Reference apps for the mobile lawyerBy Nicole L. Black, Published on October 21, 2012
These days it seems as if we’re always on the go. The good news is that for the mobile lawyer, there are lots of ways to get things done on the road, with smart phones and tablets leading the way.
Of course, one things that busy lawyers always need access to is information. Fortunately, there are a vast assortment of useful mobile apps that make it easy to get whatever information you need, no matter where you are.
So, to get you started, here’s just a sampling of some of the better reference apps available. Most of these apps are available for both Apple devices and Android devices, but for the purposes of this article I’m going to focus on the apps for Apple devices.
First off, there’s the Wolfram Alpha app ($1.99). This app gives you full access to the Wolfram Alpha database, right from your smart phone or tablet. Among other things, you can perform complex calculations, obtain date and time zone information, convert units and measures, obtain geographical information, locate weather information and much, much more.
And, if the regular Wolfram Alpha database isn’t as legal-specific as you’d like, there’s always the Wolfram Alpha Lawyer’s Professional Assistant app ($4.99). It offers, among other things, a full legal dictionary, statutes of limitations for every state, financial computations, and investigative information, including including weather, company information, IP lookup and a blood alcohol calculator.
Next up, apps to aid in the writing process. Because lawyers write. A lot. So it’s good to know that there are a number of useful writing apps. First, there’s the Merriam Webster dictionary app (free). And, for those lawyers seeking to interpret street slang, there’s the Urban Dictionary app (free). Finally, the iThesaurus app (free) will help you find that elusive word that’s on tip of your tongue but that you just can’t access no matter how hard you try.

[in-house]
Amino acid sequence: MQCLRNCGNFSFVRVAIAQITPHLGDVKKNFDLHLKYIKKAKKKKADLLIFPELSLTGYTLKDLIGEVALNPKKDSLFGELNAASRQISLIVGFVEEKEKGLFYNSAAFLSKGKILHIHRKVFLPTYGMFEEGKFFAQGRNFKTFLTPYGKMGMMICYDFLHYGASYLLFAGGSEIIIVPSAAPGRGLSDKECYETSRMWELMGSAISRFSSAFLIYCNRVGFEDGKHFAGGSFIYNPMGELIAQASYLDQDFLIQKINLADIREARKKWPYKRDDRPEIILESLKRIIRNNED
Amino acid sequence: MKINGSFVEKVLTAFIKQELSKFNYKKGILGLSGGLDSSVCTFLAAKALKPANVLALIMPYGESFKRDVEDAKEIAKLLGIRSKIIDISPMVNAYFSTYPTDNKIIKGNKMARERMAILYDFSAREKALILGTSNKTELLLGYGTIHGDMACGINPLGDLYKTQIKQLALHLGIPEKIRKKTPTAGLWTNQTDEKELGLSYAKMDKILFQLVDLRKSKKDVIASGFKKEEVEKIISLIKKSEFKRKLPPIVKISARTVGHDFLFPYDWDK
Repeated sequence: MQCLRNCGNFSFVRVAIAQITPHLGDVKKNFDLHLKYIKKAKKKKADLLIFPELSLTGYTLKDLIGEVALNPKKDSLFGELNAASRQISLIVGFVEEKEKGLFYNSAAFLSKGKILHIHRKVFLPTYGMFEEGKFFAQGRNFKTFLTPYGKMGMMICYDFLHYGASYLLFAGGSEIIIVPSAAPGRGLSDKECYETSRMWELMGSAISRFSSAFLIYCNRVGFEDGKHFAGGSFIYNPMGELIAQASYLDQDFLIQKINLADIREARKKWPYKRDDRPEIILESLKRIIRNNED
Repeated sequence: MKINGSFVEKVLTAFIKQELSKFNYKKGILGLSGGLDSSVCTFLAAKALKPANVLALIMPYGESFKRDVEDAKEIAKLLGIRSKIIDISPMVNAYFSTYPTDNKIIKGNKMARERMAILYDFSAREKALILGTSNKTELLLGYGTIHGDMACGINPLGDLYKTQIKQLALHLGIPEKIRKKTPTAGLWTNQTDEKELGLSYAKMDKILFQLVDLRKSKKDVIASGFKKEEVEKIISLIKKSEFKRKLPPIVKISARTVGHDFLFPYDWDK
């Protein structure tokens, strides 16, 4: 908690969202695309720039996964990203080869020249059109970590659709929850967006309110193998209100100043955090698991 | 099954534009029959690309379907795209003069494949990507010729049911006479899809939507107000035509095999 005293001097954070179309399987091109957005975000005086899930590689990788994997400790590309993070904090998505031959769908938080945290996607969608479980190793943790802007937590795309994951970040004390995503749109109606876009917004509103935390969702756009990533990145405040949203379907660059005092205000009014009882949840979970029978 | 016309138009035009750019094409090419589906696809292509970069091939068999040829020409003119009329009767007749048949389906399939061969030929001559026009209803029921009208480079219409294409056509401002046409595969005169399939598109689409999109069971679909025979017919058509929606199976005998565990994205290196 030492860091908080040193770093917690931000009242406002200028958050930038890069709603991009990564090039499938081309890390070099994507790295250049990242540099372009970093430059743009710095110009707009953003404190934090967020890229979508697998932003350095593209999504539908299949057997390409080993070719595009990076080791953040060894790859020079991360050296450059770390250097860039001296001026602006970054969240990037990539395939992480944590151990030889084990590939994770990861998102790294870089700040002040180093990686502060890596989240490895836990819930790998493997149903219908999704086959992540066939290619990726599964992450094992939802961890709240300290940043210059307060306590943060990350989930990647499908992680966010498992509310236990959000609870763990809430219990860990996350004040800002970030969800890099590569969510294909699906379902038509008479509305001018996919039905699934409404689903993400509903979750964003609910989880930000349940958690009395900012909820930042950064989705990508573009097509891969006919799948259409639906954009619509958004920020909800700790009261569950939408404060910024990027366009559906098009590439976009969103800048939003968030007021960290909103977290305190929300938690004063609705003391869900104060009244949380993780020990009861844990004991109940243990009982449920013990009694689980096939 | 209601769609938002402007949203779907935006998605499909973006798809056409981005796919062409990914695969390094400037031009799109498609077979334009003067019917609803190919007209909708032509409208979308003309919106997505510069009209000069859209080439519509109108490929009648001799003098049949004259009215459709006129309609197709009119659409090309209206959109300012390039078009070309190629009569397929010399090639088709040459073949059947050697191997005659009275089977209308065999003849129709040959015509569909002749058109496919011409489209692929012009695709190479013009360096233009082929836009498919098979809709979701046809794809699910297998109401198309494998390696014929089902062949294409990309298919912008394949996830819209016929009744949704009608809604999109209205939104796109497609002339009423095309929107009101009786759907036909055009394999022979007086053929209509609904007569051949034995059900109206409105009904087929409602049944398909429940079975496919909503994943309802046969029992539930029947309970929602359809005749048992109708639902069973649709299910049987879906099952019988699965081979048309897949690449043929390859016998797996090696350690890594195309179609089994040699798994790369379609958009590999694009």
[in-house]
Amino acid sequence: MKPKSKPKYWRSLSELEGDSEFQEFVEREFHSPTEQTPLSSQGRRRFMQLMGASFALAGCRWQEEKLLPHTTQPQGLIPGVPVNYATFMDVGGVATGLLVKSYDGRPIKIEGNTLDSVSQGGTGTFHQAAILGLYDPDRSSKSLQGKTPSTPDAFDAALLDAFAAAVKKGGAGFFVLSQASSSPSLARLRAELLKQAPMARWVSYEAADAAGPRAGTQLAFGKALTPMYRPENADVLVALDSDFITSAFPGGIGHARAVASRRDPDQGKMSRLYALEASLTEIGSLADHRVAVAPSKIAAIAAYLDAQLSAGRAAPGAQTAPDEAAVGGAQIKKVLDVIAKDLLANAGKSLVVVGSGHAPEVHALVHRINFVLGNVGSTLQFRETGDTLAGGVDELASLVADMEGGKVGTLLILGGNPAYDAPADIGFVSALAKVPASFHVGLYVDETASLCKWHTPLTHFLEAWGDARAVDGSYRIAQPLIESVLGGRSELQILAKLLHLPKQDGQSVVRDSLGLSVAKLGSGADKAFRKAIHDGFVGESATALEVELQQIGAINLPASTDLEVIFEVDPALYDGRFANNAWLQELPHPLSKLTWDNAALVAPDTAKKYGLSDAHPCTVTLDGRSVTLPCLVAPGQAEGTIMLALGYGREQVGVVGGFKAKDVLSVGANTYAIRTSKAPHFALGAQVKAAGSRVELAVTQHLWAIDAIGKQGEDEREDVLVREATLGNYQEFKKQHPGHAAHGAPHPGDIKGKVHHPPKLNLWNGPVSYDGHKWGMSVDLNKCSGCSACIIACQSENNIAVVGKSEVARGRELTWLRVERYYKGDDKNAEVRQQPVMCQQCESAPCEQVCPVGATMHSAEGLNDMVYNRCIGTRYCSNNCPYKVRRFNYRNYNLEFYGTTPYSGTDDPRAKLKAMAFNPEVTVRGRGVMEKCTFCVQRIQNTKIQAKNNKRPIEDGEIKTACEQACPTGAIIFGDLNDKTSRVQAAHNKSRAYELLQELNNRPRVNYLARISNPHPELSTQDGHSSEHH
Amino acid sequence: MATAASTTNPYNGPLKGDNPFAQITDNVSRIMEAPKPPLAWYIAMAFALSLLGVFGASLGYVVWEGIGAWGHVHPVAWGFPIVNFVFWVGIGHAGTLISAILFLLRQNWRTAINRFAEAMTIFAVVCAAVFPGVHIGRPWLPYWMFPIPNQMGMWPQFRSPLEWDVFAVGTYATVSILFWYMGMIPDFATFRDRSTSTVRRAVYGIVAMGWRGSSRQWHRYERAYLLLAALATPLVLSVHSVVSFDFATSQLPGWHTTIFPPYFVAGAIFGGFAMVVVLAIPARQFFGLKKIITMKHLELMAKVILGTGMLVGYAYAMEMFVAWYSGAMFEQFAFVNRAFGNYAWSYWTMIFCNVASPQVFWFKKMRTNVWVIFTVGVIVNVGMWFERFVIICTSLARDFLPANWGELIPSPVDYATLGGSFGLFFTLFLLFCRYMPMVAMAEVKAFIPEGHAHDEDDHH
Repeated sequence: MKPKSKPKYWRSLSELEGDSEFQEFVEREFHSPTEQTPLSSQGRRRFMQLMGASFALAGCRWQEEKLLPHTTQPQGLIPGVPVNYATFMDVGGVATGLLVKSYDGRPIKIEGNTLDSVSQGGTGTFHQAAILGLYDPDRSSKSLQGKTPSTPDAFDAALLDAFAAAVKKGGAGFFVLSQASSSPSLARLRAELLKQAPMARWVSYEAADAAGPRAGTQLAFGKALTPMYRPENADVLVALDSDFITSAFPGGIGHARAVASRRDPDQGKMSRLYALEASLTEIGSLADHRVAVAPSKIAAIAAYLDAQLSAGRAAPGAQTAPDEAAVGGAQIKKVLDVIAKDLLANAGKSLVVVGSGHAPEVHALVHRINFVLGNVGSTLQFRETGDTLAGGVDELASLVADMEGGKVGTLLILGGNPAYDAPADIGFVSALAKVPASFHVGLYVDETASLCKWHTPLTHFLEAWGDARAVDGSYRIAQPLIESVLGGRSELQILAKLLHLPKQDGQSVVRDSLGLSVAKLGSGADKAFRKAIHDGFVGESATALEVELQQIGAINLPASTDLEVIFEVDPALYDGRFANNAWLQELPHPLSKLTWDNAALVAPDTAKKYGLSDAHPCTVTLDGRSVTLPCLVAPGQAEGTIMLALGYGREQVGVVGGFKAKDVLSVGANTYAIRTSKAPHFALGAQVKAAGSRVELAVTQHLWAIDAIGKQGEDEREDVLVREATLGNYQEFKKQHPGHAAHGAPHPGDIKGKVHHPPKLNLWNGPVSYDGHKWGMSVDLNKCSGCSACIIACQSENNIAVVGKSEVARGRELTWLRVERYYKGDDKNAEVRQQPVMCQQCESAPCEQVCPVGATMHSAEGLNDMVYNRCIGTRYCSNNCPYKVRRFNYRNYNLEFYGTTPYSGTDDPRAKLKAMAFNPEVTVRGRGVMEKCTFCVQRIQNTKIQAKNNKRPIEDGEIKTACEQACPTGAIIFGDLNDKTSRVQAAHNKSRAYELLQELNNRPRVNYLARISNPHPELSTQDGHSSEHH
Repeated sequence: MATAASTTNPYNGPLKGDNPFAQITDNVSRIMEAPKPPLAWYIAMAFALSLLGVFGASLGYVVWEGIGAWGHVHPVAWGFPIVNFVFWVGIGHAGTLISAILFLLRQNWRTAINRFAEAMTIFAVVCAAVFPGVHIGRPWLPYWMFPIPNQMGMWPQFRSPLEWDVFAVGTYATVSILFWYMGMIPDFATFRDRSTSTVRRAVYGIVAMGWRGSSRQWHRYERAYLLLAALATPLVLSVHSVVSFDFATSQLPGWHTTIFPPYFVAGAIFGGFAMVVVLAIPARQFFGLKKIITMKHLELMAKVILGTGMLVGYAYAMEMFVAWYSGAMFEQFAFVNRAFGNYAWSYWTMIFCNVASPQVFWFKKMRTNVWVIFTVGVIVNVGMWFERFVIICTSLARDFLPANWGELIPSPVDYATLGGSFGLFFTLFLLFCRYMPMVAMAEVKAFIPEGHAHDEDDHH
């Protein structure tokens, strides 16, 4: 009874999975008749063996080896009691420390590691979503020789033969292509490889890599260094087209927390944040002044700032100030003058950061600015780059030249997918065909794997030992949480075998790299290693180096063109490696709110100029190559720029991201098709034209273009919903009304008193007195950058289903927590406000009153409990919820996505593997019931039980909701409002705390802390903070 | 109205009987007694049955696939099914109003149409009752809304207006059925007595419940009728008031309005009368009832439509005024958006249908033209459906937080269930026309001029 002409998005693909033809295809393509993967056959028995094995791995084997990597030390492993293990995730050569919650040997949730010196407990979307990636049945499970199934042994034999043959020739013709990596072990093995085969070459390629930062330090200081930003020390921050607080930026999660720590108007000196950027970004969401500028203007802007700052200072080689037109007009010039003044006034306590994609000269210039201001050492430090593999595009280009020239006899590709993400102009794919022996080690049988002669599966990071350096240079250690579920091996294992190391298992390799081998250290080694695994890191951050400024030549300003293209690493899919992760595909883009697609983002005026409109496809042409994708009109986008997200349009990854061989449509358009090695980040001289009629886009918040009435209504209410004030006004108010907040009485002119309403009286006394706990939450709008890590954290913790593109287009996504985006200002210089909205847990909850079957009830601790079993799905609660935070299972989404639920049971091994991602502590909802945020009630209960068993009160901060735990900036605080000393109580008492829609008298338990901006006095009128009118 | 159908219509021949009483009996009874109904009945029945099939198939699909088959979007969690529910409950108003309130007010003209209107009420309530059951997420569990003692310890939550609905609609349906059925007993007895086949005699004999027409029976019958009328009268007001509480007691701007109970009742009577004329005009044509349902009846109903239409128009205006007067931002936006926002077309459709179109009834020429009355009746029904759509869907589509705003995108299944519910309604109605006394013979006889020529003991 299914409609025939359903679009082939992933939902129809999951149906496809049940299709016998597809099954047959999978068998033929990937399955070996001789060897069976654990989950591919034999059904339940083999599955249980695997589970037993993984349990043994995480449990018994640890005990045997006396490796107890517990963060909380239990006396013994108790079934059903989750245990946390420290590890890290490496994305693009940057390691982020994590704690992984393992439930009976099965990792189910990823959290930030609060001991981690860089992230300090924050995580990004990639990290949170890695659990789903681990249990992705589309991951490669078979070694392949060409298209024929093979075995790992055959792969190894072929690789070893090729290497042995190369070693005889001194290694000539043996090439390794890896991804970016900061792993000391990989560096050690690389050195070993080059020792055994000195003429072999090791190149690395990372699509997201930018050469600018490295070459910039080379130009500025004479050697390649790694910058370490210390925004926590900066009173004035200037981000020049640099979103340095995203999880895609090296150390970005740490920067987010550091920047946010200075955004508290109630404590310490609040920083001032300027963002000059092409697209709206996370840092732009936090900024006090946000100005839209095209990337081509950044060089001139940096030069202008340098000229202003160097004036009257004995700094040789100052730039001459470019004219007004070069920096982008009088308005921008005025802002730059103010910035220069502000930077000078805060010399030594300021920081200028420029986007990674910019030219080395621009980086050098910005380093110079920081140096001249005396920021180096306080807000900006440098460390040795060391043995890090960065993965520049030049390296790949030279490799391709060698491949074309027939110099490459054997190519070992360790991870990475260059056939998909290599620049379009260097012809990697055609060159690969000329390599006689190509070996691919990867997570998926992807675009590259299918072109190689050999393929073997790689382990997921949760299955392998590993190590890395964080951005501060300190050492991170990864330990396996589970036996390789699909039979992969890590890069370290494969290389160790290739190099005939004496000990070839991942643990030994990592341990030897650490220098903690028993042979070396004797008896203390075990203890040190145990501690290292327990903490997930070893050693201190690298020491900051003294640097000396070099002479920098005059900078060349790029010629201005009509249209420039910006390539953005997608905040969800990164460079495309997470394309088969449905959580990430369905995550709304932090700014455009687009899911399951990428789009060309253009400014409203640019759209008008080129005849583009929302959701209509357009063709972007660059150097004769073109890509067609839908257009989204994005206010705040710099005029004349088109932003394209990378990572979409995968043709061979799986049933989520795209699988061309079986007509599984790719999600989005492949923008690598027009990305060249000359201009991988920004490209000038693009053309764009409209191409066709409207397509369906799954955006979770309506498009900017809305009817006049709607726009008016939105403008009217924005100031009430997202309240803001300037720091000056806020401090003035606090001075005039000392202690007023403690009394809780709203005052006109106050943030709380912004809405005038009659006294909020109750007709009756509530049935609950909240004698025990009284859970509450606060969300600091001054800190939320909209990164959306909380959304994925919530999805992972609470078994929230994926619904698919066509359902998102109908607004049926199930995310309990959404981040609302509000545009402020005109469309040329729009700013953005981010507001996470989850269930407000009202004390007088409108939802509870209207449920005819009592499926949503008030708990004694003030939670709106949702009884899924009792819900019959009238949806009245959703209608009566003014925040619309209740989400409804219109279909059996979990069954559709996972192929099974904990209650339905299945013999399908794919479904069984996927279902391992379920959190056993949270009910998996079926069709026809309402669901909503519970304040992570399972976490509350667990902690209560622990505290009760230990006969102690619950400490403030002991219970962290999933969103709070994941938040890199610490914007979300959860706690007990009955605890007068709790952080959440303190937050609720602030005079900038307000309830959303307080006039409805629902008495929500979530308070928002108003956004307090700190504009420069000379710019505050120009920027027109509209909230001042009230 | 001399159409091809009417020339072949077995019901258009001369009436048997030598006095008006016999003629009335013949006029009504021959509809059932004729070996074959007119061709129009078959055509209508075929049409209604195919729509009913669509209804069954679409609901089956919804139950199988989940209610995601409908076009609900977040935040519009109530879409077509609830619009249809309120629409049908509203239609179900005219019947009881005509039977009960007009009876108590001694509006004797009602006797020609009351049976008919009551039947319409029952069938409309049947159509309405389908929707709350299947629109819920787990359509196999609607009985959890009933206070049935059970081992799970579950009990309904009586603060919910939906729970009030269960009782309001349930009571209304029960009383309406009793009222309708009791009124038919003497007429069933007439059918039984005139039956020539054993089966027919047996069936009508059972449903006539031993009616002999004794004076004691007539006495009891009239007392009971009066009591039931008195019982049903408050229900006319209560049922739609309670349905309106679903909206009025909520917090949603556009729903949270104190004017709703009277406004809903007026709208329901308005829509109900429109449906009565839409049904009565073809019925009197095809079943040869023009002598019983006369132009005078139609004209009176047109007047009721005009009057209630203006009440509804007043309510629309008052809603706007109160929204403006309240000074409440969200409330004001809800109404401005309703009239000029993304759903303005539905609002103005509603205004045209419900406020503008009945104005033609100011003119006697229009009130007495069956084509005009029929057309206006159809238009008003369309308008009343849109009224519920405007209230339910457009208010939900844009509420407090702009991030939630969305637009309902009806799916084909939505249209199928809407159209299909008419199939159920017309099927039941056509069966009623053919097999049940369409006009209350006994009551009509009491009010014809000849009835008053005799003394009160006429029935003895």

Now let’s move on to a language app that’s useful for lawyers representing clients who speak another language or for lawyers who simply need to translate a document. For these lawyers, the Google Translate app (free) will no doubt come in handy. Using it you can translate words and phrases from over 60 languages. For most languages you can simply speak a phrase and then hear the translation.
For access to a vast array of knowledge, there’s the Wikipanion app (free), which allows you to search the entire Wikipedia database. And, for geographical information, there’s the World Atlas HD app ($2.00) from National Geographic. Finally, Google Earth (free) is an app that allows you to virtually navigate far flung locations. Using this app you can browse 3D images of select cities, from aerial views right on down to road views.
Next, if you’re on the road and in need of a phone number or address, the White and Yellow Pages app (free) is all that you’ll need.
Also useful are two apps for medical and anatomical information: WebMD (free) and DK the Human Body ($6.99). The latter app offers a visually appealing and detailed map of human anatomy and includes over 270 full color and zoomable high resolution images.
And, last but not least, two apps that will be useful for litigators. First there’s the Recalls app (free) which, if you upgrade in-app to the Pro version for just $0.99, provides a searchable database of recalls dating back to 1969 from the FDA, the CPSC, the USDA, the EPA and the NHTSA. Finally, there’s the Weather Time Machine app ($1.99), which provides detailed weather conditions dating as far back as 1960 for over 40,000 locations across the U.S. and Canada.
So there you have it: a great assortment of reference apps to get you started. Using these apps you’ll always have the information you need right at your fingertips, no matter the time or place. After all, we live in a mobile world, so why make full use of your mobile devices and take advantage of all the reference tools and apps available.
Editor's note: this article reprinted with permission after publication in Sui Generis--a New York law blog